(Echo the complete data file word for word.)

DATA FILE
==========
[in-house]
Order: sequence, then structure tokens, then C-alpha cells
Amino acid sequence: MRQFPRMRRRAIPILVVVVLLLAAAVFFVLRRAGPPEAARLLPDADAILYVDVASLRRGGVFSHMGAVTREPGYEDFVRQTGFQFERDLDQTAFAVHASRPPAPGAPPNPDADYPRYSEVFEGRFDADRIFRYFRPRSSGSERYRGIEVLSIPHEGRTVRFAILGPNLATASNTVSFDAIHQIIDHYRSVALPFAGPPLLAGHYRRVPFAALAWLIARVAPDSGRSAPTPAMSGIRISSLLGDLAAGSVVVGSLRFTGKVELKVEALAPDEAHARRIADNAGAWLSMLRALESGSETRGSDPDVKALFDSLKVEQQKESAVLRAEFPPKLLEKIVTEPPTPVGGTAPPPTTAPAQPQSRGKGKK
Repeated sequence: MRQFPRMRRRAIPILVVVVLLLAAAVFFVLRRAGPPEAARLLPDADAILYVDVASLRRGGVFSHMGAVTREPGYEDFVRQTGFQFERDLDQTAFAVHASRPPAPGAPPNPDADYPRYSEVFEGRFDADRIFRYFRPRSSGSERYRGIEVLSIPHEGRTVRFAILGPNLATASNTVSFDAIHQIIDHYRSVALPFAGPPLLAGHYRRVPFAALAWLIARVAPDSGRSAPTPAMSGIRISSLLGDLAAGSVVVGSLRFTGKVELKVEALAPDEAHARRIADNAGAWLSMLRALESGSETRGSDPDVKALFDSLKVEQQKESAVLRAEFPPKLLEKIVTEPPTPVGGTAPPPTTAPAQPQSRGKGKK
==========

[in-house]
Order: sequence, then structure tokens, then C-alpha cells
Amino acid sequence: MRQFPRMRRRAIPILVVVVLLLAAAVFFVLRRAGPPEAARLLPDADAILYVDVASLRRGGVFSHMGAVTREPGYEDFVRQTGFQFERDLDQTAFAVHASRPPAPGAPPNPDADYPRYSEVFEGRFDADRIFRYFRPRSSGSERYRGIEVLSIPHEGRTVRFAILGPNLATASNTVSFDAIHQIIDHYRSVALPFAGPPLLAGHYRRVPFAALAWLIARVAPDSGRSAPTPAMSGIRISSLLGDLAAGSVVVGSLRFTGKVELKVEALAPDEAHARRIADNAGAWLSMLRALESGSETRGSDPDVKALFDSLKVEQQKESAVLRAEFPPKLLEKIVTEPPTPVGGTAPPPTTAPAQPQSRGKGKK
Repeated sequence: MRQFPRMRRRAIPILVVVVLLLAAAVFFVLRRAGPPEAARLLPDADAILYVDVASLRRGGVFSHMGAVTREPGYEDFVRQTGFQFERDLDQTAFAVHASRPPAPGAPPNPDADYPRYSEVFEGRFDADRIFRYFRPRSSGSERYRGIEVLSIPHEGRTVRFAILGPNLATASNTVSFDAIHQIIDHYRSVALPFAGPPLLAGHYRRVPFAALAWLIARVAPDSGRSAPTPAMSGIRISSLLGDLAAGSVVVGSLRFTGKVELKVEALAPDEAHARRIADNAGAWLSMLRALESGSETRGSDPDVKALFDSLKVEQQKESAVLRAEFPPKLLEKIVTEPPTPVGGTAPPPTTAPAQPQSRGKGKK